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AB0295 CHANGE IN DISEASE ACTIVITY AND TREATMENT RESPONSE AFTER ABATACEPT TREATMENT FOR RHEUMATOID ARTHRITIS: REAL-WORLD EVIDENCE FROM THE UK
  1. S. Henning1,
  2. L. Groves2,
  3. M. Hurst2,
  4. D. Sugrue2,
  5. J. Gordon2,
  6. E. Choy3
  1. 1Bristol-Myers Squibb Pharmaceuticals Ltd, Middlesex, United Kingdom
  2. 2Health Economics and Outcomes Research Ltd, Cardiff, United Kingdom
  3. 3CREATE Centre, Section of Rheumatology, Division of Infection and Immunity, Cardiff University, Cardiff, United Kingdom

Abstract

Background: Patients with moderate to severe active rheumatoid arthritis (RA) may be treated with biological disease-modifying antirheumatic drugs (bDMARDs), such as abatacept, after treatment failure with conventional synthetic DMARDs (csDMARDs). Abatacept has shown equivalent efficiency with other targeted therapies for RA in clinical trials and network meta-analyses. However, there is limited real-world evidence on patient outcomes associated with abatacept treatment in UK routine clinical practice.

Objectives: To describe the clinical outcomes of RA patients treated with abatacept in UK real-world clinical practice.

Methods: A multi-centre, retrospective observational study was undertaken in RA patients treated with abatacept at any line of therapy (LOT). Data were extracted from medical records at four UK hospitals. Patients aged 18 years or older who received abatacept between 1 January 2013 and 31 December 2017 were included. The index date was the date of first bDMARD initiation, with follow-up from index date to latest RA clinic visit, death or 31 December 2017, whichever occurred first.

Clinical outcomes (disease activity and response to treatment) were measured using the 28-joint Disease Activity Score based on erythrocyte sedimentation rate (DAS28-ESR) and European League Against Rheumatism (EULAR) response criteria1-3.

Results: The study included 213 patients (mean age 55.2 years, 71.4% female, 7.0 years mean duration of RA at index date). Where ACPA and RF status were recorded, 66.1% of patients were anti-citrullinated protein antibodies (ACPA) and rheumatoid factor (RF) positive at index. Mean DAS28-ESR at index was 6.2 (SD 1.0) and 80.9% of patients were categorised with high disease activity.

Irrespective of LOT, changes in DAS28-ESR (where recorded) from LOT initiation among patients treated with abatacept versus other bDMARDs were -1.59 vs -1.56 (LS mean (SE): -0.04; 95% CI: -0.45,0.38; p=0.86) at 6 months and -1.98 vs -1.42 (LS mean (SE): -0.56; 95% CI: -1.04,-0.07; p=0.03) at 12 months, respectively. Table 1 shows that compared with other bDMARDs, patients treated with abatacept at any LOT experienced good response to treatment at 6 months (22.8%, n= 21/92 vs 15.9%, n= 24/151) and 12 months (27.9%, n= 17/61 vs 20.5%, n= 24/117) according to EULAR criteria.

Table1.

Treatment response at 6 and 12 months after initiation of any LOT*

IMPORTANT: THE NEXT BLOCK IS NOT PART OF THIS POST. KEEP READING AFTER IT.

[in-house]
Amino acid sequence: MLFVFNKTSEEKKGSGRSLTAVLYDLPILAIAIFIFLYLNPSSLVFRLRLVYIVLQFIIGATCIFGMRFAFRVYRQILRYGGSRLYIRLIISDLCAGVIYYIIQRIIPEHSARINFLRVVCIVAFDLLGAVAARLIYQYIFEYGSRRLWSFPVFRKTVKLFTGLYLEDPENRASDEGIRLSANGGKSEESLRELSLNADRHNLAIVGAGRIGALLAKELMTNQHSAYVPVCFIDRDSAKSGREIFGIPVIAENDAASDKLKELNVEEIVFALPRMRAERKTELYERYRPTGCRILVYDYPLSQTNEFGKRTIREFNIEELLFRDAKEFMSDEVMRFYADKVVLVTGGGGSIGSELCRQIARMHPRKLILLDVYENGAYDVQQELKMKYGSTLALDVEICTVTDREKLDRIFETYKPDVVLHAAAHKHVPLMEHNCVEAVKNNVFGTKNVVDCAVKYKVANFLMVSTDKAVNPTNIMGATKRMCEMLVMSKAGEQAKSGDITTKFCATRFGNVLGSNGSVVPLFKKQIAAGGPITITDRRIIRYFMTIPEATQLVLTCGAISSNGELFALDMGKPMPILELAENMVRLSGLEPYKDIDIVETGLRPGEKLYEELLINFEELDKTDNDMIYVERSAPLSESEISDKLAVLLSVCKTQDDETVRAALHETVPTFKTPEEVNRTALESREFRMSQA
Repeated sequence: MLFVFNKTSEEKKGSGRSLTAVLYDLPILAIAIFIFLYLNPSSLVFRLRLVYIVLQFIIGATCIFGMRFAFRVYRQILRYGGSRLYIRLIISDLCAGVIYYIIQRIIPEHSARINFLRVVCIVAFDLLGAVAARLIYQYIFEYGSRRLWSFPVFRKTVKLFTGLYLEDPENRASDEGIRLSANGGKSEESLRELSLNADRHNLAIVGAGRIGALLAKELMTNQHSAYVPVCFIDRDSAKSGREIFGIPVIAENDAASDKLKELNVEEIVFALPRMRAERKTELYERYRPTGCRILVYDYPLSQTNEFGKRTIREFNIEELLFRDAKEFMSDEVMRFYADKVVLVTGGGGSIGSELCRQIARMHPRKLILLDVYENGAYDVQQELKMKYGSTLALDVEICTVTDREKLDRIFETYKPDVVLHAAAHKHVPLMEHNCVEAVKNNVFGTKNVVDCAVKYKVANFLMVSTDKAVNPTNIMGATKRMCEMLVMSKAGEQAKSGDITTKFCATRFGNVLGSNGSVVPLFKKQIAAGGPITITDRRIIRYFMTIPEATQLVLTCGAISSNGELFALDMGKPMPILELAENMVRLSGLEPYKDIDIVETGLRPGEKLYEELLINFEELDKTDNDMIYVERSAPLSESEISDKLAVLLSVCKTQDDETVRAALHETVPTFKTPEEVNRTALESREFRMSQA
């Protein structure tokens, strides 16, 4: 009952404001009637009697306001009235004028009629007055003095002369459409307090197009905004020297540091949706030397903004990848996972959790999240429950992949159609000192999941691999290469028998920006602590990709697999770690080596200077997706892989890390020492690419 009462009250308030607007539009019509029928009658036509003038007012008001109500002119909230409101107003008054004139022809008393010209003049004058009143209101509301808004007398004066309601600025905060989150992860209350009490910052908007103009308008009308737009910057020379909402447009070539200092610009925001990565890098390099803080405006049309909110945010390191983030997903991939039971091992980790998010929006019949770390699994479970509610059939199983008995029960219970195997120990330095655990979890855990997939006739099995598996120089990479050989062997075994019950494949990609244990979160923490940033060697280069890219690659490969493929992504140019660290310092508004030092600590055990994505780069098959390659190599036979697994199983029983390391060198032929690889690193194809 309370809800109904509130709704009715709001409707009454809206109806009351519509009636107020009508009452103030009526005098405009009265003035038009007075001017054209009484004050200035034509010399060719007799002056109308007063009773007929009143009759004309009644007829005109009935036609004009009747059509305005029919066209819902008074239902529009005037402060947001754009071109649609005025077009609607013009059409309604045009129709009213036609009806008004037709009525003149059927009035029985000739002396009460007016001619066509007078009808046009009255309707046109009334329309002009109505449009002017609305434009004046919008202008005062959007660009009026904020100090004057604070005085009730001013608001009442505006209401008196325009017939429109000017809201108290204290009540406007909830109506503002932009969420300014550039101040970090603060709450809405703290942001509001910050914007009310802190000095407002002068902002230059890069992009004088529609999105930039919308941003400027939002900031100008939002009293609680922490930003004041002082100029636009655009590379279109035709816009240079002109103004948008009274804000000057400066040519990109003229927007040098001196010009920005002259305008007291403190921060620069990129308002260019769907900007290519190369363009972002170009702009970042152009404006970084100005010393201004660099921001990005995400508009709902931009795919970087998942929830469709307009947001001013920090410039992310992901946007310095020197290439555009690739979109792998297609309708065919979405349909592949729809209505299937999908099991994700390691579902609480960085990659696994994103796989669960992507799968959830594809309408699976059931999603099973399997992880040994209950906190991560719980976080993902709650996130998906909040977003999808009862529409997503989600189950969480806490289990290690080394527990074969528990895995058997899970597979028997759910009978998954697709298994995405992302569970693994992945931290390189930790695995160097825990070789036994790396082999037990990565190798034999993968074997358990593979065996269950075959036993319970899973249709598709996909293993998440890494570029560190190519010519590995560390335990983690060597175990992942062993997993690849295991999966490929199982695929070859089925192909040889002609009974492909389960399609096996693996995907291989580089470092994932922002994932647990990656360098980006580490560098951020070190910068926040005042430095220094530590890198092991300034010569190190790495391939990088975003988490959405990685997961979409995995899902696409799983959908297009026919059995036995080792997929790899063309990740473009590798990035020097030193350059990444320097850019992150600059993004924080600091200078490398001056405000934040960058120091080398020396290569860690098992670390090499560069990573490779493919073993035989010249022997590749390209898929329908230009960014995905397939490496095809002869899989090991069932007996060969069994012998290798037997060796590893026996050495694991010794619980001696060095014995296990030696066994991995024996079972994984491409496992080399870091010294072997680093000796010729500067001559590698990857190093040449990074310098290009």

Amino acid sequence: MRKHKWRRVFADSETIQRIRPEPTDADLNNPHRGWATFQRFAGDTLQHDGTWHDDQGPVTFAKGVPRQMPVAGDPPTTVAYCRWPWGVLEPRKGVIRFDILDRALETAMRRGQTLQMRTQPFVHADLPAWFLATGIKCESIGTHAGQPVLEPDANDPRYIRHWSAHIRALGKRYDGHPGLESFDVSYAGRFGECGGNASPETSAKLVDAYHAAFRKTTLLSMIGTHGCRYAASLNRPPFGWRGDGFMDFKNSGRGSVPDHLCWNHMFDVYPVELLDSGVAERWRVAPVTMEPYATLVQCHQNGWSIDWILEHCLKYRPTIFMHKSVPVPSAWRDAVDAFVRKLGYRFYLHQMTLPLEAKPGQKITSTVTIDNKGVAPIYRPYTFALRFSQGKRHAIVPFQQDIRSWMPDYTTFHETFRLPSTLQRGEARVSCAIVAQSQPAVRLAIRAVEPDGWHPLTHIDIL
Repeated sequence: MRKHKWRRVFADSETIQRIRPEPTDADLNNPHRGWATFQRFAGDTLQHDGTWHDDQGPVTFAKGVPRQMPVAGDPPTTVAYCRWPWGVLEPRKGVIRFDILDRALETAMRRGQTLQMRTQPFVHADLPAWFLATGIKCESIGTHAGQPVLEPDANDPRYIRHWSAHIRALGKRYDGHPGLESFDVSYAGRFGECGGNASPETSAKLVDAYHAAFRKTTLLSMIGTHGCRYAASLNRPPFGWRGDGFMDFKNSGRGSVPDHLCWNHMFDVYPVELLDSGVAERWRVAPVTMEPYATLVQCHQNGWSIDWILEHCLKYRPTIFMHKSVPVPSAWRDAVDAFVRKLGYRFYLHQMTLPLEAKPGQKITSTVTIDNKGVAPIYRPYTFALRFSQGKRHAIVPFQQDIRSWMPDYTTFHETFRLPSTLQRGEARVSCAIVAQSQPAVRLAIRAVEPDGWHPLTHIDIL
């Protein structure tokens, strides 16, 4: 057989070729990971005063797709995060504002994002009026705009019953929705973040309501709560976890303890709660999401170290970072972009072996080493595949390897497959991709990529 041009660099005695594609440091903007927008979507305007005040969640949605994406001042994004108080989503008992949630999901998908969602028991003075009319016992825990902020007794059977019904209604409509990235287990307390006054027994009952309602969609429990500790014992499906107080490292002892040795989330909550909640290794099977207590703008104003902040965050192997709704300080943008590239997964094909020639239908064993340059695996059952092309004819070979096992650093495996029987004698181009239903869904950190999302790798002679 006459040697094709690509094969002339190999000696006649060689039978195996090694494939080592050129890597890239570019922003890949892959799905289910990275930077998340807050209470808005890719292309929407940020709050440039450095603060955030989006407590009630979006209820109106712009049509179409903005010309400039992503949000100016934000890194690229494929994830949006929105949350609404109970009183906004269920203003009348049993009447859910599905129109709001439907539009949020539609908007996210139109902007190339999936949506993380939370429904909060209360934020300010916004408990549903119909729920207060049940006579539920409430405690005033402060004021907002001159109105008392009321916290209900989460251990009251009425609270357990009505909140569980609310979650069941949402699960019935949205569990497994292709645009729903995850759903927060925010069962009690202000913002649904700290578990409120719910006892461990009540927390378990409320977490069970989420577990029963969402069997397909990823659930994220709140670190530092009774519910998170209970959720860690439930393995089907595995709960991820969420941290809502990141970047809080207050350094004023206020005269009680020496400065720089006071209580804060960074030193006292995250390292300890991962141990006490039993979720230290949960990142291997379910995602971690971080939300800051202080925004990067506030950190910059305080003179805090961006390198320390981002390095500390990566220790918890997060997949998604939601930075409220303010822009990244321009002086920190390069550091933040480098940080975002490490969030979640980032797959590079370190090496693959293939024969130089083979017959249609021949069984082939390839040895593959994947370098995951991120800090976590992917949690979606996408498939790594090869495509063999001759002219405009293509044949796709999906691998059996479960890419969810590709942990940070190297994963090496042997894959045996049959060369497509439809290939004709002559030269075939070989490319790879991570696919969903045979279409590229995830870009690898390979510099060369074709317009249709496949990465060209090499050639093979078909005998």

Patients who received abatacept remained on treatment for significantly longer than patients who received other bDMARDs at LOT1 (median 53.4 vs 17.4 months; p<0.01) (Figure 1) and at LOT2 (median 40.1 vs 17.1 months; p<0.01).

Figure 1.

Time on treatment from first LOT initiation, abatacept versus other bDMARDs

Conclusion: RA patients who received bDMARDs, including abatacept, experienced reduced disease activity. These findings are comparable with those from a European, multicentre, observational study on patients receiving abatacept4. The mechanisms associated with such clinical benefit should be elucidated in future research.

References: [1]Prevoo et al. Arthritis Rheum 1995;38:44–8.

[2]Fransen & van Riel. Clin Exp Rheumatol 2005;23:S93–9.

[3]van Gestel et al. Arthritis Rheum 1998;41:1845–50.

[4]Alten et al. Clin Rheumatol (2019) 38: 1413.

Acknowledgments: Yusuf Patel

Srinivasan Venkatachalam

James Maxwell

Usman Farooqui

Kevin Pollock

Disclosure of Interests: Sadie Henning Shareholder of: Sadie Henning is a shareholder for Bristol-Myers Squibb Pharmaceuticals Ltd., Employee of: Sadie Henning is employed by Bristol-Myers Squibb Pharmaceuticals Ltd., Lara Groves Grant/research support from: Lara Groves is an employee of Health Economics and Outcomes Research Ltd., Cardiff, UK, who received fees from Bristol-Myers Squibb Pharmaceuticals Ltd in relation to this study., Michael Hurst Grant/research support from: Michael Hurst is an employee of Health Economics and Outcomes Research Ltd., Cardiff, UK, who received fees from Bristol-Myers Squibb Pharmaceuticals Ltd in relation to this study., Daniel Sugrue Grant/research support from: Daniel Sugrue is an employee of Health Economics and Outcomes Research Ltd., Cardiff, UK, who received fees from Bristol-Myers Squibb Pharmaceuticals Ltd in relation to this study., Jason Gordon Grant/research support from: Jason Gordon is an employee of Health Economics and Outcomes Research Ltd., Cardiff, UK, who received fees from Bristol-Myers Squibb Pharmaceuticals Ltd in relation to this study., Ernest Choy Grant/research support from: Amgen, Bio-Cancer, Chugai Pharma, Ferring Pharmaceuticals, Novimmune, Pfizer, Roche, UCB, Consultant of: AbbVie, Amgen, AstraZeneca, Biogen, Boehringer Ingelheim, Bristol-Myers Squibb, Celgene, Chelsea Therapeutics, Chugai Pharma, Daiichi Sankyo, Eli Lilly, Ferring Pharmaceuticals, GlaxoSmithKline, Hospita, Ionis, Janssen, Jazz Pharmaceuticals, MedImmune, Merck Sharp & Dohme, Merrimack Pharmaceutical, Napp, Novartis, Novimmune, ObsEva, Pfizer, R-Pharm, Regeneron Pharmaceuticals, Inc., Roche, SynAct Pharma, Sanofi Genzyme, Tonix, UCB, Speakers bureau: Amgen, Boehringer Ingelheim, Bristol-Myers Squibb, Chugai Pharma, Eli Lilly, Hospira, Merck Sharp & Dohme, Novartis, Pfizer, Regeneron Pharmaceuticals, Inc., Roche, Sanofi-Aventis, UCB

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